Uncertain future for airlines and air travel as pandemic hammers industry

Some airline officials say the fallout from the global coronavirus pandemic is the biggest challenge they've had to face.

United Airlines Chief Communications Officer Josh Earnest called the sustained decline in the number of people now booking flights unprecedented.

"The airline business is going through the worst crisis we faced in 93 years," he said.

The TSA reported it screened 96% fewer people on April 8 than it did on that day the year before. By mid-April, the Official Aviation Guide reported a nearly 60% decline in the number of daily flights in this country, many operating at less than 15% capacity and likely only still flying at all in order to qualify for some of the $50 billion allocated by the federal government to bail out the industry.

"Here's the thing people need to understand," Earnest said of those billions, "it covers only part of our labor cost."

And, as Earnest explained, none of those bailout dollars pay for jet fuel or parts or planes, placing the near and more distant future of this industry—and those hundreds of thousands it employs—in jeopardy.

United's CEO and president each gave up their salaries for the year. All of the company's corporate executives cut their incomes in half. Tens of thousands of employees at United and Delta have volunteered to take unpaid leave. Both of those airlines also reportedly cut worker hours, leading to a lawsuit arguing United violated the terms of its bailout requiring airlines to not force furloughs or layoffs until the fall.

"We're frustrated with the FAA," Capt. Joe DePete, the president of the Airline Pilots Association, told FOX 5 NY.

DePete represents more than 63,000 commercial pilots at 35 airlines in this country and Canada and wants the FAA to mandate and not just recommend the CDC guidance for masks and other protective equipment, stopping the current patchwork of compliance in this nation's airports and on its airplanes.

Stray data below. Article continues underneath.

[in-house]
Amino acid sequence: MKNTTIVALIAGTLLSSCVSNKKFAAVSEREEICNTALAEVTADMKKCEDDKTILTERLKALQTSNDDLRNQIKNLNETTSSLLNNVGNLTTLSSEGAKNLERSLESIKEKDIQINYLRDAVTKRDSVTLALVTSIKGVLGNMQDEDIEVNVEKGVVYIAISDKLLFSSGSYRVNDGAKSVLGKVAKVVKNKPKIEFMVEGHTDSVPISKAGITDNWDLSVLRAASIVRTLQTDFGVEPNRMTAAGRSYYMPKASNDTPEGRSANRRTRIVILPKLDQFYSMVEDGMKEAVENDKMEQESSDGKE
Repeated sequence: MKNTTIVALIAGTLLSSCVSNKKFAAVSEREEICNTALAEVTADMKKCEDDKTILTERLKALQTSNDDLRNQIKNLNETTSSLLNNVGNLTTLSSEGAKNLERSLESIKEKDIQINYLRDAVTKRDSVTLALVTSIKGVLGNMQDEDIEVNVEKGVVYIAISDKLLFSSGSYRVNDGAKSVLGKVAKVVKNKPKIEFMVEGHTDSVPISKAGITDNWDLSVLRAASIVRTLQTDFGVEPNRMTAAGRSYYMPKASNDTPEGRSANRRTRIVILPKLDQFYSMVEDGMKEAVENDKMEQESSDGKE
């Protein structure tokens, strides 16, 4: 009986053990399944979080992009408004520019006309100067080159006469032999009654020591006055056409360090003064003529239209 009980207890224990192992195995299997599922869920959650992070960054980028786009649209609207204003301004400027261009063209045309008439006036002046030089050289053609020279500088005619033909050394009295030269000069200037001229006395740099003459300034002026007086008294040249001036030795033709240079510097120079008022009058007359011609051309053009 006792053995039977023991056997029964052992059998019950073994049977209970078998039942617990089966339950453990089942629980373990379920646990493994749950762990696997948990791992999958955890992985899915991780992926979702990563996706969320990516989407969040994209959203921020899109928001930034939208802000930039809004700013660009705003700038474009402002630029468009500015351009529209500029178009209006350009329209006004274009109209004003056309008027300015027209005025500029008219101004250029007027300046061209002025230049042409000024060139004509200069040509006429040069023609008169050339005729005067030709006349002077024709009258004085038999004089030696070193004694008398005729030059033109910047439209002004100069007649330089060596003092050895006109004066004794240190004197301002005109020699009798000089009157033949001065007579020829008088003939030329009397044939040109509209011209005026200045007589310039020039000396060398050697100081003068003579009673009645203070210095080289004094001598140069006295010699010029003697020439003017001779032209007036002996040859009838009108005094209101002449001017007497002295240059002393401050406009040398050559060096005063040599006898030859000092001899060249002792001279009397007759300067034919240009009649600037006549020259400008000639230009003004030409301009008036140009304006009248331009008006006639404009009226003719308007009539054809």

"If you're dealing with a pandemic," DePete said, "that makes absolutely no sense."


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JetBlue, American, Delta, Southwest and United now all require masks. Most airlines have also overhauled their cleaning procedures. United started employing electrostatic sprayers used in hospital rooms to clean its aircraft. Delta plans to limit seating capacity to just 60%.

"We are primarily safety-focused at the moment," DePete said.

DePete believes when consumers see flying as safe again, that should provide his members and all those employed by the industry the job security they now lack—if they can retain their jobs for the many months or few years it may take to arrive at whatever comes after this coronavirus air-travel downturn, and whenever that after begins.

"We know people are going to come back to air travel," Earnest said, "but until they do we need to make sure that the company can survive."

American and Southwest Airlines declined to comment. Delta, JetBlue and Alaska did not respond in time for this story to make air.